Monday, May 23, 2016

Make Your Selection Please

The Lord is near to all who call on him,
to all who call on him in truth.
He fulfills the desires of those who fear him;
he hears their cry and saves them.
Psalm 145:18-19

When I'm trying to sort through a problem, I do two things:  I pray, and I eat candy.  One feeds my soul and the other, my sweet-tooth. Both come from heaven.
On one particularly busy day, I was bothered by a particularly pesky problem. So as I buzzed through my to-do list, I prayed—at the stoplight, while waiting for the dry cleaning, while going through the car wash.  I didn't pray in generalities, but prayed very specifically because I wanted God to get it right.  Hopefully, He would agree with my solution, give His blessings, and everything would be grand.
As talking to heaven made me want to taste a bit of it, I eventually took a chocolate break.
The coins clattered down the vending machine's innards. Chocolate delicacies called to me like Sirens wooing Odysseus. Did I want rich and gooey (Snickers), rich and creamy (Reese's Peanut Butter Cups) or rich and crunchy (Butterfinger)?  If only I had enough calorie reserves to have them all.
And the winner was:  rich and gooey.  I pulled the knob under the Snickers bar. 
Nothing happened.
I yanked the knob again.  Harder.  Maybe it didn't understand the laws of elementary vending?
The Snickers sat there, glaring at me.  Gloating.
After a quick glimpse around the vending area for witnesses, I gave the machine a smack with my fist.  The Snickers held firm.  But its neighbor, a low-fat granola bar, plunged into the tray.
"No!"
I retrieved the granola bar and stared at it.  How dare it think it could take the place of decadent chocolate. 
I dug out more money.  I fed the machine a second time and carefully pulled the Snickers knob.
Nothing.
I grabbed the sides of the vending machine and leaned against it.  "You're not listening!"
I pulled the knob again, pounding the glass above the Snickers at the same time, hoping to give it a push.
A granola bar plunged off the edge to its death.
"No! No!"
I put a hand to my forehead, took a deep breath, and tried to calm myself.  My desire for the Snickers bar was nearing the obsession level.  I didn't want it anymore, I needed it.
I rummaged around the bottom of my purse hoping for a scattering of stray coins. If only the machine took pennies.
Sixty-five. Seventy.  Just one more nickel.  I looked in the compartment that held my sunglasses. A crumpled receipt, a peppermint, a lint sculpture . . . and a nickel!
I stroked the front of the machine, calming it.  "I'm going to try this one more time," I said.  "For your own good, and my sanity, please cooperate."
I inserted the coins with delicate precision, giving the machine ample time to log in each new addition.  I had the Snickers knob in my hand when I hesitated.  I've pulled the Snickers knob twice and gotten a granola bar twice.  Therefore, it's only logical . . .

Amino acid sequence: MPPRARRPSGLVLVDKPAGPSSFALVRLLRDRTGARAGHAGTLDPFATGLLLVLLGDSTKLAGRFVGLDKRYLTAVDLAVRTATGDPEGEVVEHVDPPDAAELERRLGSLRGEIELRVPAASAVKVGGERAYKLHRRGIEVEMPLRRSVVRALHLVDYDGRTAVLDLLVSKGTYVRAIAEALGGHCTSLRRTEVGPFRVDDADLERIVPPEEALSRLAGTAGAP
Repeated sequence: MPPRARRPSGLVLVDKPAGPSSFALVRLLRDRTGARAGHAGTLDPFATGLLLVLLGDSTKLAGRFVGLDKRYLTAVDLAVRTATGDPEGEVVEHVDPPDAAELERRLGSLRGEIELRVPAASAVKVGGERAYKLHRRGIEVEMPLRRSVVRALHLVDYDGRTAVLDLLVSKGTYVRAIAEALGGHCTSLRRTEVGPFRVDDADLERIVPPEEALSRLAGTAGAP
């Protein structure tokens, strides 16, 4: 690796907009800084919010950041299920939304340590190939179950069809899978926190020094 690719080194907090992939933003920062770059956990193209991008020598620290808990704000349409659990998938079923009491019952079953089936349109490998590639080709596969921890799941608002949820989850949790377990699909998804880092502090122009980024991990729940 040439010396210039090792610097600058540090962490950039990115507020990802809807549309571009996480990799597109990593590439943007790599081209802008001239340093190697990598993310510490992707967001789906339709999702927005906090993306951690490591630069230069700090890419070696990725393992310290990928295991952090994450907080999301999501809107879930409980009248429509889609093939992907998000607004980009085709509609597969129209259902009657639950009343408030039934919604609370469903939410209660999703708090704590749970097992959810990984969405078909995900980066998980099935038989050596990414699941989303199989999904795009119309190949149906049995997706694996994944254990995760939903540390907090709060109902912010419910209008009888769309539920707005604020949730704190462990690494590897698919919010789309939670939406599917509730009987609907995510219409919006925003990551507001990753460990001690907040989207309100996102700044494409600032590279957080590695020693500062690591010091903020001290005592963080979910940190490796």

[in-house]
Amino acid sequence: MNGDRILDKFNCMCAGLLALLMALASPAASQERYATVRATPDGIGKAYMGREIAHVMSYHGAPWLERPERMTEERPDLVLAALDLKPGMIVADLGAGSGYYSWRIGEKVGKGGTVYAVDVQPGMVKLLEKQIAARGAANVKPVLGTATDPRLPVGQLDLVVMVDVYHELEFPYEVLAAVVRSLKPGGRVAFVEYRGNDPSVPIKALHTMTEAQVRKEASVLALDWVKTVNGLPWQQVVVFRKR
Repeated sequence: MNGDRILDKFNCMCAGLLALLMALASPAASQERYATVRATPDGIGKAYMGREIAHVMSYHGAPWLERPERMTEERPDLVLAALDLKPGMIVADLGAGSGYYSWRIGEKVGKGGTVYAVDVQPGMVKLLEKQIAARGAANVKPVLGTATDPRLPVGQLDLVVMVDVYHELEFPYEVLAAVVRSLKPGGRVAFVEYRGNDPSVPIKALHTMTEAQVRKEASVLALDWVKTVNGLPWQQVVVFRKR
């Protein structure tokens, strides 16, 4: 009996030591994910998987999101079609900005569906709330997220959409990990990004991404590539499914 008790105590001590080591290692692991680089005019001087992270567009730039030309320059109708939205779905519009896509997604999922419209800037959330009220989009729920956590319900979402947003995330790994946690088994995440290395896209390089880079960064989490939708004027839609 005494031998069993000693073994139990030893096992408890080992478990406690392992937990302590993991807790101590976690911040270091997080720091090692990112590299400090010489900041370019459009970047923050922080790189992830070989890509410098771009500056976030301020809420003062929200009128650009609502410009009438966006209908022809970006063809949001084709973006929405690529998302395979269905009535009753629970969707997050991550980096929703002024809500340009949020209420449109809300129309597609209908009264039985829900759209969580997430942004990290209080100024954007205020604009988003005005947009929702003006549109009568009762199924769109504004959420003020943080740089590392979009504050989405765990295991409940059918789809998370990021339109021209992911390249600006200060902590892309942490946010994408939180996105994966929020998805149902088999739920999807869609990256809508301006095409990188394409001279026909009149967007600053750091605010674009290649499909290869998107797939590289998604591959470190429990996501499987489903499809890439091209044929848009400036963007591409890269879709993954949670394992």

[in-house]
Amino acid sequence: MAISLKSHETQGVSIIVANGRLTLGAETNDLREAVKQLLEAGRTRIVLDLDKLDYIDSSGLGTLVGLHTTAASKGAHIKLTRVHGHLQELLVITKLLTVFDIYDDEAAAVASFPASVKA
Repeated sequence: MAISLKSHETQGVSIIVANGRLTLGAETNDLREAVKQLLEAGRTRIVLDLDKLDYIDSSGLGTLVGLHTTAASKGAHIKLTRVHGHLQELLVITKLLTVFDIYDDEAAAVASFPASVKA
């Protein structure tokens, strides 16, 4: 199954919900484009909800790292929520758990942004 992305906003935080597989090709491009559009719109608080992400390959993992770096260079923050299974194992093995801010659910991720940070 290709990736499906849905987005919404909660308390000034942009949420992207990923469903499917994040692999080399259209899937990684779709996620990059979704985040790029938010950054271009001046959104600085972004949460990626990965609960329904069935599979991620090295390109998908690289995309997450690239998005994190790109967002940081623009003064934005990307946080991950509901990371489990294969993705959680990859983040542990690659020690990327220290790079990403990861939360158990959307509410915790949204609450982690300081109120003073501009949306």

I moved my hand to the granola bar's knob.  I bothered God with a chocolate prayer and pulled.
A low-fat granola bar fell into the tray.
I stifled a scream as I retrieved the final two granola bars.  With cool deliberation I stuck them in my purse, turned my back on the vending machine, and strode to the parking lot.  With amazing self-control, I held in my anger until I was alone in my car.
I hit the steering wheel with the palm of my hand.  "Stupid machine!" I said.  "I gave it the right amount of change, I made the selection, I pulled the knob.  I did everything right yet it didn't listen to me!  It kept giving me what I didn't want."
Hunger overrode anger.  I yanked a granola bar from my purse and ripped off the wrapper.  I tore a bite off the top and chewed vigorously as if extracting my revenge. 
My chewing slowed. Not bad.  Not bad at all.  I took another bite and read the back of the wrapper.  It was certainly more nutritious than a candy bar.  Less fat, even a few vitamins.
"Well, what do you know?" I said aloud.  I’d paid the machine, pounded the machine, stroked the machine, tried to outwit the machine.  I’d asked over and over for one particular thing only to have it give me something that was better than what I asked for.
Unannounced, my pesky problem popped into my thoughts. I called up the prayer I'd been reciting and reeled it off.  But mid-sentence I stopped and stared at the granola bar.
Had I been treating God like a vending machine: prayer in, answer out? Had I been paying Him with prayers, pounding Him with my persistence, stroking Him with easy platitudes, trying to outwit Him by asking over and over for His blessings on my will?  In answer was He offering me something that would be better for me than what I asked for?
I put the granola bar aside and bowed my head, apologizing to the Almighty for my selfish nagging.  I thanked Him for the lesson He’d just taught me, and finally surrendered my problem to His capable hands.
Pulling out into traffic, I knew my problem would be solved.  Wisely, fairly, and mercifully.  As far as the other problem I had in liking Snickers more than low-fat anything?  God would have to work on that larger issue another time. 
I wish Him well.